Massimiliano Gioni, a native of Italy, served as the general director of the 55th Venice Biennale International Art Exhibition (2013). Gioni drew much attention for being the youngest curator to be selected for the biennale, as well as for his decision to present outsider art. While based in New York in the United States, Gioni also curates large international exhibitions held in Asia and the Middle East. What does he think about when planning exhibitions in cultural spheres that differ from his homeland and how does he go about it? We interviewed Gioni in New York about his encounters with Japan, what he expects of exhibition visitors, and the future of international exhibitions.
On July 27, 2016, a briefing session was held at the Japan Foundation Hall "Sakura" to present the exhibition at the Japan Pavilion conducted as part of the 15th International Architecture Exhibition of la Biennale di Venezia. The exhibition at the Japan Pavilion titled en: art of nexus was curated by Professor Yoshiyuki Yamana of the Department of Architecture and Building Engineering, Faculty of Science and Technology at the Tokyo University of Science and produced by filmmaker Seiichi Hishikawa, editor Masaki Uchino, and urban space theory researcher Masatake Shinohara. It showcased works of 12 groups of architects with experience in designing shared houses and community spaces. The venue design was created by teco. The main staff alone exceeded 30 people who worked relentlessly to create this exhibition at the Japan Pavilion with en (which has several meanings in Japanese: connections, relation, ties, chance, edge, fringe, and rim) as the theme. The exhibitors examined the social conditions in Japan since the beginning of the 21st century and especially in the aftermath of the Great East Japan Earthquake and the need for connections and sharing experienced by many Japanese people in the context of three themes--"The en of People," "The en of Things," and "The en of Locality"--and presented works built over the past few years that are actually being used.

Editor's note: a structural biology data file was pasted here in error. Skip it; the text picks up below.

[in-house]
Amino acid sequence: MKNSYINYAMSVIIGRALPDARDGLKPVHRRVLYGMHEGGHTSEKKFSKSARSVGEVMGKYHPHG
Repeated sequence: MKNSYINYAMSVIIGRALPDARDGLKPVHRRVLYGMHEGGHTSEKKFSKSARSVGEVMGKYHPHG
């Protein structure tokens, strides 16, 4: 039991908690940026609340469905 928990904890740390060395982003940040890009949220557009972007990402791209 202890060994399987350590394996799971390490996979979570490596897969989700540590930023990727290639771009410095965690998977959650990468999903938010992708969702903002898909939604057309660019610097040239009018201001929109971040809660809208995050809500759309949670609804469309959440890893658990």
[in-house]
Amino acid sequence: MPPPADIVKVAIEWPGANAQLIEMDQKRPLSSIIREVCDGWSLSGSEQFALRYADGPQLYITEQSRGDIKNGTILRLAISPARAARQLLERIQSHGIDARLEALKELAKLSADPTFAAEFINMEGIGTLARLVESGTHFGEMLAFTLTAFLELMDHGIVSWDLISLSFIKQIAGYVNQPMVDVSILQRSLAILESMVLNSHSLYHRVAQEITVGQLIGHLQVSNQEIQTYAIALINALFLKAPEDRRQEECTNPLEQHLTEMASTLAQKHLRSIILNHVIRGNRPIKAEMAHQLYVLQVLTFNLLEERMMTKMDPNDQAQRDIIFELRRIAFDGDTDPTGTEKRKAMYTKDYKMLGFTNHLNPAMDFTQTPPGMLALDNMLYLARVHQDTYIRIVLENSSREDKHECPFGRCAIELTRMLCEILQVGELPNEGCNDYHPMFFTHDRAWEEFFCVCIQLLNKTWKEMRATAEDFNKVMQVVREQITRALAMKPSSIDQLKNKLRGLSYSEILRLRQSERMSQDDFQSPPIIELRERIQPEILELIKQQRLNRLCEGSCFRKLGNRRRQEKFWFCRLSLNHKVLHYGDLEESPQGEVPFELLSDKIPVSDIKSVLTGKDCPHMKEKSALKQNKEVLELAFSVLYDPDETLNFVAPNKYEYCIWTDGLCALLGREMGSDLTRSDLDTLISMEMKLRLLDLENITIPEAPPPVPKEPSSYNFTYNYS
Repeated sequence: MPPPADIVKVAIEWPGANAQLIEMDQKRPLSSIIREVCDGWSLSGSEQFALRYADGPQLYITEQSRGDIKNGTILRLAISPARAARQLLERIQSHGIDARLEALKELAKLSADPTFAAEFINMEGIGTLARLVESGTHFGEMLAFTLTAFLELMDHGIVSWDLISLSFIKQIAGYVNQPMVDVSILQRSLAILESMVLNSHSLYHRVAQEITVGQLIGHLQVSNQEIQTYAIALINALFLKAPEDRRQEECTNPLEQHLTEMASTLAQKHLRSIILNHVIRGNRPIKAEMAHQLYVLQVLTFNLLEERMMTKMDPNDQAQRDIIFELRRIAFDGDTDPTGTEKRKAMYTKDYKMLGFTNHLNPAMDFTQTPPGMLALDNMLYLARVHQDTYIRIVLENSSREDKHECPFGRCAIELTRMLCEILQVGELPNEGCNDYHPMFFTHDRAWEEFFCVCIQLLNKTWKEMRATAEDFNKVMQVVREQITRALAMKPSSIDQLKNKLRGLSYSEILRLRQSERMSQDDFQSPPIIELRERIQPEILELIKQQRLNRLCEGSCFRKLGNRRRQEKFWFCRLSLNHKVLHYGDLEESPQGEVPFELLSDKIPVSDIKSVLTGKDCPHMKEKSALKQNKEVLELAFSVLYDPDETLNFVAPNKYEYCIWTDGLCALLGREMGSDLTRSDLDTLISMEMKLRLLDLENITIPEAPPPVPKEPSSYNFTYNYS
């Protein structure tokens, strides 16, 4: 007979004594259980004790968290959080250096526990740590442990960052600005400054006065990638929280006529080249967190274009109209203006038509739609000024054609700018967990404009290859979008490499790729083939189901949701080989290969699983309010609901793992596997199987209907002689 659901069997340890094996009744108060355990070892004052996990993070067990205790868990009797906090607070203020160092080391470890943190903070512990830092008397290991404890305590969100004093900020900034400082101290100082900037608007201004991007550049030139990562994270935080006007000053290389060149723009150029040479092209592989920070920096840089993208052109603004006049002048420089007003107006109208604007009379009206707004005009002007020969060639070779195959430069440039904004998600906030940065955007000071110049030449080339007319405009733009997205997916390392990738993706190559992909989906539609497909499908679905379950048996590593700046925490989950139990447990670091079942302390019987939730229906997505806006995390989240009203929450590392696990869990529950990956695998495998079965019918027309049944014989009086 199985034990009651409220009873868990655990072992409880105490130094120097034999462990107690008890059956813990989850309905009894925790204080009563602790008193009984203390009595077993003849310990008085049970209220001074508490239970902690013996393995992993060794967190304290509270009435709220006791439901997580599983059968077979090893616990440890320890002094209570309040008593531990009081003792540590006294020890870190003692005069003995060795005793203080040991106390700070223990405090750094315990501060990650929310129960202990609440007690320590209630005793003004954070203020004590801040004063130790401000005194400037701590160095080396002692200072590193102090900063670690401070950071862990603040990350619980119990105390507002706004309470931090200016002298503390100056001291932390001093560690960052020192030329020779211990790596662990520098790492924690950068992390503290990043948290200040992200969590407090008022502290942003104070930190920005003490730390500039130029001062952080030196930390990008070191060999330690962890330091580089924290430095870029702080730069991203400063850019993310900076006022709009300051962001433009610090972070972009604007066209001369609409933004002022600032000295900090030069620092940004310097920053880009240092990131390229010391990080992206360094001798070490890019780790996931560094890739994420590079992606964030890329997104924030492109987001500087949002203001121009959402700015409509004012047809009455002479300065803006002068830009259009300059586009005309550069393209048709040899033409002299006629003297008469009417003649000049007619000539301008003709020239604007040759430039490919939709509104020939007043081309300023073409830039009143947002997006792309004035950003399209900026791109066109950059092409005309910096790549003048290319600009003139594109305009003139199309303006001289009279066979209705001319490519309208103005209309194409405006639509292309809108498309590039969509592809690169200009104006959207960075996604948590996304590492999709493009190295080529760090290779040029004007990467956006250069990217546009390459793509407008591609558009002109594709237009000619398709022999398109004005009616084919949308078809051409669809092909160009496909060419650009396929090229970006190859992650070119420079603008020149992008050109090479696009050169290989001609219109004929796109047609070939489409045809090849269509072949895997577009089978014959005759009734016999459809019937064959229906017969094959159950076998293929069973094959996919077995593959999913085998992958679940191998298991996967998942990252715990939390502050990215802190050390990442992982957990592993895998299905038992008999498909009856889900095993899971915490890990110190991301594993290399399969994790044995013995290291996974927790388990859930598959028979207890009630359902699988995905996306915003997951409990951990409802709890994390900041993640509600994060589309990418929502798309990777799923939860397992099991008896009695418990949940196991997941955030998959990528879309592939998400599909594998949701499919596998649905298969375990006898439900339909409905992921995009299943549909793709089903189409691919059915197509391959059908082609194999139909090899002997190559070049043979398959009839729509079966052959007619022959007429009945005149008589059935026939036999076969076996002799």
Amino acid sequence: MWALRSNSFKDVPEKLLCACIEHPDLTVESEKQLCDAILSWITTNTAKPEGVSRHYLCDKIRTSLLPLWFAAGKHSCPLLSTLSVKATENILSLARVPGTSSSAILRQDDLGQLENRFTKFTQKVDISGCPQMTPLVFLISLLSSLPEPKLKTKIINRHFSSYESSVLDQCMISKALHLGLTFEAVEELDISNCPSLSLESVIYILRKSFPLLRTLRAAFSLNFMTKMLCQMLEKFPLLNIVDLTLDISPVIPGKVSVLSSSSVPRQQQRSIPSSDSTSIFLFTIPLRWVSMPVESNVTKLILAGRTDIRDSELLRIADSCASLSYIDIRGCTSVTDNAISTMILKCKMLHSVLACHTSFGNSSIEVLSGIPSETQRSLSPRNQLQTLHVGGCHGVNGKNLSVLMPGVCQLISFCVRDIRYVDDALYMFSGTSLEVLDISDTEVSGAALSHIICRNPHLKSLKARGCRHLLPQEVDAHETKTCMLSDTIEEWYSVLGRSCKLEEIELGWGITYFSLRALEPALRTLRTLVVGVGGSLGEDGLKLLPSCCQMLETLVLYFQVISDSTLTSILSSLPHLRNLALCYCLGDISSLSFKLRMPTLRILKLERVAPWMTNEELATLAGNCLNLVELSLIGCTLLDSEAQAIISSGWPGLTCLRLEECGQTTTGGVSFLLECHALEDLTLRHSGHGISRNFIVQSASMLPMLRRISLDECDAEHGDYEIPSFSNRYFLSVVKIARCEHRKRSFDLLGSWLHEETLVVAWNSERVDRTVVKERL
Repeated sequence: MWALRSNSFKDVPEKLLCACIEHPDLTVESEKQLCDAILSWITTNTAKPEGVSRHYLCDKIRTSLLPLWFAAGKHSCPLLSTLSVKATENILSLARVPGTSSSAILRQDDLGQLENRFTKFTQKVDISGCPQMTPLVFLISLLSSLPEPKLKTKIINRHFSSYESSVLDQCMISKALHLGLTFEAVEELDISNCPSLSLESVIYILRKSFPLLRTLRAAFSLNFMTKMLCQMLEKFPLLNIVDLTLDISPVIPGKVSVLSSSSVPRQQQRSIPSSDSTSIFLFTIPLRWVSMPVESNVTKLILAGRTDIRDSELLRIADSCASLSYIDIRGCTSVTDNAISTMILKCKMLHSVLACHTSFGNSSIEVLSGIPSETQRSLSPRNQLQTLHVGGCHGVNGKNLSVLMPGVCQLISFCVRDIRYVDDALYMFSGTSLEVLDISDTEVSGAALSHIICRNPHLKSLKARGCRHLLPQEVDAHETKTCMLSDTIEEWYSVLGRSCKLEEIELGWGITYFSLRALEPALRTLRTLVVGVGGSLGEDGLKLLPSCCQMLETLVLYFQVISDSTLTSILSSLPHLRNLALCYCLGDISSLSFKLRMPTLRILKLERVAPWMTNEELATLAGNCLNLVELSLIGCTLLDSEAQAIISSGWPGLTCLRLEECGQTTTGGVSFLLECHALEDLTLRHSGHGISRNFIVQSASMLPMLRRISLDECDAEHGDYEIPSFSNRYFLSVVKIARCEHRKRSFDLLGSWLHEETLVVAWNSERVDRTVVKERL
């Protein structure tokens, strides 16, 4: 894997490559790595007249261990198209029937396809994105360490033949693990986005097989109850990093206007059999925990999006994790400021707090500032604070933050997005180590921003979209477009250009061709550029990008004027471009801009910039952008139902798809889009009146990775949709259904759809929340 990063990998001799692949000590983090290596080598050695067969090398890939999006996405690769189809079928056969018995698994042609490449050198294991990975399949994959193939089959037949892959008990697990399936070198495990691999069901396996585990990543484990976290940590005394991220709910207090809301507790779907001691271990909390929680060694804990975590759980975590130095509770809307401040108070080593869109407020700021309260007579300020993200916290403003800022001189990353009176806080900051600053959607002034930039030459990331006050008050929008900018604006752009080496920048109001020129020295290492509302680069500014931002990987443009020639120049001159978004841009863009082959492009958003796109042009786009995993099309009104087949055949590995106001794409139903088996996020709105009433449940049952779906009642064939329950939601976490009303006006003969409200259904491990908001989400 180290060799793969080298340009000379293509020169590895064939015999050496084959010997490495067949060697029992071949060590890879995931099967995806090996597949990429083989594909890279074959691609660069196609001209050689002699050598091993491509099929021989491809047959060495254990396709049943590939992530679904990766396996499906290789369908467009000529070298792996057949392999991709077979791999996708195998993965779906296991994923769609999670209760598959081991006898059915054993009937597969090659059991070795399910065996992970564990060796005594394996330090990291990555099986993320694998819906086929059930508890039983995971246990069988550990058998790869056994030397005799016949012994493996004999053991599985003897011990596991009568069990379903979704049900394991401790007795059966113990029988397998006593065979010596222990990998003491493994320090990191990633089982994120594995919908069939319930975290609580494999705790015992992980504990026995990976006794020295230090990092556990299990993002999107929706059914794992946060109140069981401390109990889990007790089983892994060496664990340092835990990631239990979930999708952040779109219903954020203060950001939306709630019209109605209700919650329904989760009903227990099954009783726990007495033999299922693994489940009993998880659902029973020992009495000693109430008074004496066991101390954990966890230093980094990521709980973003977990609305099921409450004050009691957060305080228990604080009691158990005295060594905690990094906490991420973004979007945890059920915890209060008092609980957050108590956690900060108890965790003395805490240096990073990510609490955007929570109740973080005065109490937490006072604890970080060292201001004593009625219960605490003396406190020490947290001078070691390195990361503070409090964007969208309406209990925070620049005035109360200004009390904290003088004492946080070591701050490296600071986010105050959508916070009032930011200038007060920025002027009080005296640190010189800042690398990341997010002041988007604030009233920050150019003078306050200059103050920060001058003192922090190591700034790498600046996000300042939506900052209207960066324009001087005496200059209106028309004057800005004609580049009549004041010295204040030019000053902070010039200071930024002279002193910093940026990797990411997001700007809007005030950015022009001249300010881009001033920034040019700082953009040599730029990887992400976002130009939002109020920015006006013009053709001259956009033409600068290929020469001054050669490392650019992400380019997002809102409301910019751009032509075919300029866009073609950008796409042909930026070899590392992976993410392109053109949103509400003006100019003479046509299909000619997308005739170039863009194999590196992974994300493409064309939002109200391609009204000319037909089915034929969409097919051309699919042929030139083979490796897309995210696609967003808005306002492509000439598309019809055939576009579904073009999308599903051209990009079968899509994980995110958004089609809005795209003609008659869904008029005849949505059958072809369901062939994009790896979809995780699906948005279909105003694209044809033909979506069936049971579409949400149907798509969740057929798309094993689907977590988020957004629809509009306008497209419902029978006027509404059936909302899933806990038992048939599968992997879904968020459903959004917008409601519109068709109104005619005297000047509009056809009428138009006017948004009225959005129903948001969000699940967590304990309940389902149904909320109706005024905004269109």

Bonsai is the art of replicating the aesthetic beauty of trees in their natural form in a pot. As part of Japan's traditional cultural heritage, bonsai has transcended national borders and is loved and appreciated around the globe, as attested by the large number of bonsai enthusiasts from various countries who gather at the World Bonsai Convention held once every four years. The art of bonsai has captured the imagination of people from all over the world, but what is the secret of its appeal? In this series of essays, Takahiro Mori, a bonsai master who is working to promote this ancient art not only in Japan, but in America and Europe as well, will share various ways to appreciate and enjoy bonsai.
The Japan Foundation organizes the Japanese Studies Fellowships Program and gives preeminent foreign scholars in Japanese studies an opportunity to conduct research in Japan. One of the 2015 fellows, Mr. Andrew Campana, who has carried out his research "Poetry Across Media in 20th Century Japan" at Keio University has contributed an essay titled "Poetry? In Postwar Japan: Literary Experiments Beyond the Page."